While we celebrate America's Health Rankings and our nation's significant health gains, we also don't want to lose sight of the sobering challenges we face. Regarding gains, Americans have made significant progress in several key lifespan measures, including life expectancy, which, at 78.8 years, is the highest ever. We have seen significant declines in premature death, infant mortality, cancer and cardiovascular deaths. Also, the steady decline in smoking stands out as a major health accomplishment. Regarding challenges, Americans have yet to achieve widespread, uniform success in preventing chronic health conditions such as obesity and diabetes. Obesity -- a leading contributor to death in the US -- has risen at a troubling pace. Since 1990, obesity has increased 153%, from 11.6% to 29.4% of adults. After improving slightly in 2013, obesity rates rose again last year. Also, since it emerged as a metric 20 years ago, self-reported diabetes has more than doubled and is at 9.6% of the adult population. Another challenge: Physical inactivity remains high with 23.5% of adults reporting they've done no physical activity or exercise in the last 30 days; that level of inactivity has not changed appreciably for the last decade.

America's Health Rankings Senior Report: A Call to Action for Individuals and Their Communities, 2013 Edition

May 13, 2013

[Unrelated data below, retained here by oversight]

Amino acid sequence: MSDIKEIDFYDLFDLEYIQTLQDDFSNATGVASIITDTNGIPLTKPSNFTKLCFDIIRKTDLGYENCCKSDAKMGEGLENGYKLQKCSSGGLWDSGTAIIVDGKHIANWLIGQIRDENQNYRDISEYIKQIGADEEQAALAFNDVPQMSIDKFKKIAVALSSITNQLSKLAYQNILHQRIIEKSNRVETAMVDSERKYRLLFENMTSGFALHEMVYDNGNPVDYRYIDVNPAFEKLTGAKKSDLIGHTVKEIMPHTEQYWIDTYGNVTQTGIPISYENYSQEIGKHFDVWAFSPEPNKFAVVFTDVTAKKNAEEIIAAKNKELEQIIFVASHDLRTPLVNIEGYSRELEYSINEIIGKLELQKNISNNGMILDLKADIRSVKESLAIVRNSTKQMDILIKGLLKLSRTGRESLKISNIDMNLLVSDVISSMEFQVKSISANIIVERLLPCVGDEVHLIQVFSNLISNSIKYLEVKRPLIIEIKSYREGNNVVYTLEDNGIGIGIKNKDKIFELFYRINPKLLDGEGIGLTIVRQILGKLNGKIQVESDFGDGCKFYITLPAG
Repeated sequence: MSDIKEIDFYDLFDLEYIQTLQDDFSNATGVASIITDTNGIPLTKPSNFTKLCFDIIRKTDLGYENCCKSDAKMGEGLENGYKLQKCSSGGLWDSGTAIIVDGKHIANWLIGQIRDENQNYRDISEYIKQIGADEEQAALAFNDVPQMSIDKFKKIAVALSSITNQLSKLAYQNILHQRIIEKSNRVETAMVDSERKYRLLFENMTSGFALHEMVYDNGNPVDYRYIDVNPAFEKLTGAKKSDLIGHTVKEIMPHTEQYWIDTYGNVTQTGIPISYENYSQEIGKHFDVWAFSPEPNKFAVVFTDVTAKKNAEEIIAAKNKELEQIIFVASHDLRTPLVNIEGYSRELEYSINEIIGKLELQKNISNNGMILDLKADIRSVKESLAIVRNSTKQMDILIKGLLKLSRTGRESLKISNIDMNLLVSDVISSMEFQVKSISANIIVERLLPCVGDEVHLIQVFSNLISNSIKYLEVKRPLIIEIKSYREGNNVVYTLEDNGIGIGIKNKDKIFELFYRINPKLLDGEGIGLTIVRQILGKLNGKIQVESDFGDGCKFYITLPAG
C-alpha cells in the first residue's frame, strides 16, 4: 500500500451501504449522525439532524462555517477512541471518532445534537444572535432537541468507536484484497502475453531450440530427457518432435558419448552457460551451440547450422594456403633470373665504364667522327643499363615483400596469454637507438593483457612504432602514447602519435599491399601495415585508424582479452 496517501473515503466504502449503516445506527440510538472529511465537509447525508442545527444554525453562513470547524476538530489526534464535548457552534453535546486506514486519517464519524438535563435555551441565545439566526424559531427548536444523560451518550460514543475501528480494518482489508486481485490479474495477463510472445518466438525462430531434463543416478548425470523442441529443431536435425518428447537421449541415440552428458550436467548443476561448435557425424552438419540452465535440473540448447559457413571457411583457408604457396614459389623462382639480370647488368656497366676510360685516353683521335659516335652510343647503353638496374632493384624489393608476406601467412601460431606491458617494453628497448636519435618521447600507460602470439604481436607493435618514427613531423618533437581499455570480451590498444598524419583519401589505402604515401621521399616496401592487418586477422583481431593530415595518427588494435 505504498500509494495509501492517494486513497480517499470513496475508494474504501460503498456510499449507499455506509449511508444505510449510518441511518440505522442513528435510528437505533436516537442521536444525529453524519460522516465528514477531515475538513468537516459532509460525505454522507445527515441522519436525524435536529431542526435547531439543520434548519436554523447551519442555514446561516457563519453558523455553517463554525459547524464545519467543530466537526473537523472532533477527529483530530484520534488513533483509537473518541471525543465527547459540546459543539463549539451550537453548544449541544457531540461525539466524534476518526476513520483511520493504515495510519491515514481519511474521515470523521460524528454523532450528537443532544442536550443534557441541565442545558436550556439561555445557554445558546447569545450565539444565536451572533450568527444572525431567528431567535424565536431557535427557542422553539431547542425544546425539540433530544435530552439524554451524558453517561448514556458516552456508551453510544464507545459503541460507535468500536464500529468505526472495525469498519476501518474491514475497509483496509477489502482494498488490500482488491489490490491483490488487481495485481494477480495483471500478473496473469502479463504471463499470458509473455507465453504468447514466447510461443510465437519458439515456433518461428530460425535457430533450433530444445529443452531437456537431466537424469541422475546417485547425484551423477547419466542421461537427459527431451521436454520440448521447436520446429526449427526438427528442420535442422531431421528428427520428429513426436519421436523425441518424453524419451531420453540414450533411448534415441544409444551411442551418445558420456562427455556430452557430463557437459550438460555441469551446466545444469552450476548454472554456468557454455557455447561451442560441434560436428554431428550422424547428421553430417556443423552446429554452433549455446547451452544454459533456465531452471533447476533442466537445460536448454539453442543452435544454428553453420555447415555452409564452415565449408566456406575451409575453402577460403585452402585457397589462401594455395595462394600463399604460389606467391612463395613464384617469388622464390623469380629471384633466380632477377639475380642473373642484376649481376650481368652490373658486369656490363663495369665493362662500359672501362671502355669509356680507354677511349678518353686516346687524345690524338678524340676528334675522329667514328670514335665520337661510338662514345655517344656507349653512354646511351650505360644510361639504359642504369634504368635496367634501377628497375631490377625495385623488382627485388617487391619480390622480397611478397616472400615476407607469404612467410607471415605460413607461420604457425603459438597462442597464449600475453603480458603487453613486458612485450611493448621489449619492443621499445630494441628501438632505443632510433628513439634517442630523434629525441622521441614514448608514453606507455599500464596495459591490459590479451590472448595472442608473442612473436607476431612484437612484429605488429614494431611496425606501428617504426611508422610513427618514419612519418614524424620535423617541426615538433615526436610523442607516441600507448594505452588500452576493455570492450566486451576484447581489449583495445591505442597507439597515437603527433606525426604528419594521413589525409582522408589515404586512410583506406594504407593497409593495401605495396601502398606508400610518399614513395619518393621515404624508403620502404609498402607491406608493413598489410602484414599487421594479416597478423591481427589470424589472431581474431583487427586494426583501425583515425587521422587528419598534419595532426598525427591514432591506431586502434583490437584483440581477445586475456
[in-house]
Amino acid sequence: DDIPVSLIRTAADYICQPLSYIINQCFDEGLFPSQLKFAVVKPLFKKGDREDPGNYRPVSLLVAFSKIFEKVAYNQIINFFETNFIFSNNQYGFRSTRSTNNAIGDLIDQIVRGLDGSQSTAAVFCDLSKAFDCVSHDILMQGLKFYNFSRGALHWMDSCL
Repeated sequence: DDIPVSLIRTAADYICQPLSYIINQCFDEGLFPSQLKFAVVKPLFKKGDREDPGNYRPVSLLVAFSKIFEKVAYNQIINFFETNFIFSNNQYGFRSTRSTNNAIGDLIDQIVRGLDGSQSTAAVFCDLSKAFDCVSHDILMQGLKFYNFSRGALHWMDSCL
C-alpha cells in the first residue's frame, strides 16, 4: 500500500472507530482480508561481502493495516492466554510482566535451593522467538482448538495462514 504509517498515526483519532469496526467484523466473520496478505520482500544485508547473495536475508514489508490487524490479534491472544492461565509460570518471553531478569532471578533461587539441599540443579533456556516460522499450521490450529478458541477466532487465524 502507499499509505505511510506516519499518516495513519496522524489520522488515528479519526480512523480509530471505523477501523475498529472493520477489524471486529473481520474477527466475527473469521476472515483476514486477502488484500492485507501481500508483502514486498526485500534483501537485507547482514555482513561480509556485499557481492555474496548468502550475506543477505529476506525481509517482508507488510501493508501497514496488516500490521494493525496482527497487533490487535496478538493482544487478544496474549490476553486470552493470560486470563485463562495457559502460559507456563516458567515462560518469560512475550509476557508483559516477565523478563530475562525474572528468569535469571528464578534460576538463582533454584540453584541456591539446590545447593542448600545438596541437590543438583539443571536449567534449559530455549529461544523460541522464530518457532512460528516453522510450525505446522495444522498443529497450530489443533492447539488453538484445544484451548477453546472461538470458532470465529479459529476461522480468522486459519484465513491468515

The 2012 Edition of America's Health Rankings revealed that Americans are now living longer lives, but with increased rates of preventable chronic disease. If our nation's seniors are unhealthy, can we be healthy as a society? Today, 1 in 8 Americans are aged 65 or older. By the year 2050, this age group is projected to more than double in size, from 40.3 million to 88.5 million. The increasing number of older adults combined with increasing rates of obesity, diabetes, and other chronic diseases are on track to overwhelm our health care system. In no other aspect is this more true than the cost of health care. Adults aged 65 and older spend nearly twice as much as 45 to 64 year olds on health care each year. They spend 3 to 5 times more than all adults younger than 65.3. The health needs of older adults are not only more costly but also differ greatly from the younger population. Nearly 80 percent of seniors have already been diagnosed with at least 1 chronic condition and half have been diagnosed with at least 2.4. The increased burden of chronic disease among older adults affects not only the number of visits to a health professional and the number of medications they take, but also their overall well-being. As seniors age, challenges such as limited mobility, social isolation, and the need for long-term care become increasingly common. These issues extend far beyond the health care system because they encompass the ability of communities to accommodate limited-mobility residents and the ability of families and communities to provide long-term care needs. This report includes the following commentaries:"Senior Report -- Working Together to Care for an Aging Nation", authored by Jennie Chin Hansen, RN, MSN, FAAN, CEO of the American Geriatrics Society, who discusses the importance of geriatricians and geriatric specialists in treating the multiple and complex medical needs of older adults."Preparing for the Future as Millions of Baby Boomers Continue to Age", authored by Gail Gibson Hunt, President and CEO, National Alliance for Caregiving, who discusses the important role of family caregivers in caring for seniors."Rx for Health -- Invest in America's Senior Centers to Promote Health and Prevent Disease",authored by James Firman, Ed.D., President and CEO, and Richard Birkel, Ph.D., Senior Vice President, National Council on Aging, who recommend further investing in the capacity of senior centers to more fully leverage the role they play in improving the health of seniors."Senior Hunger: A National Problem, A Local Problem", authored by Enid A. Borden, Founder, President and CEO, and Margaret B. Ingraham, Executive Vice President, National Foundation to End Senior Hunger, who highlight the growing issue of senior hunger."The Environment of Care: A Community's Journey to Become America's Healthiest Hometown", authored by Elliot Sussman, MD, MBA, Chairman, and Joseph Hildner, MD, Chief Medical Of?cer, The Villages Health, and Stephen Klasko, MD, MBA, CEO, USF Health and Dean, Morsani College of Medicine, who discuss health care transformation in The Villages, a retirement community in central Florida.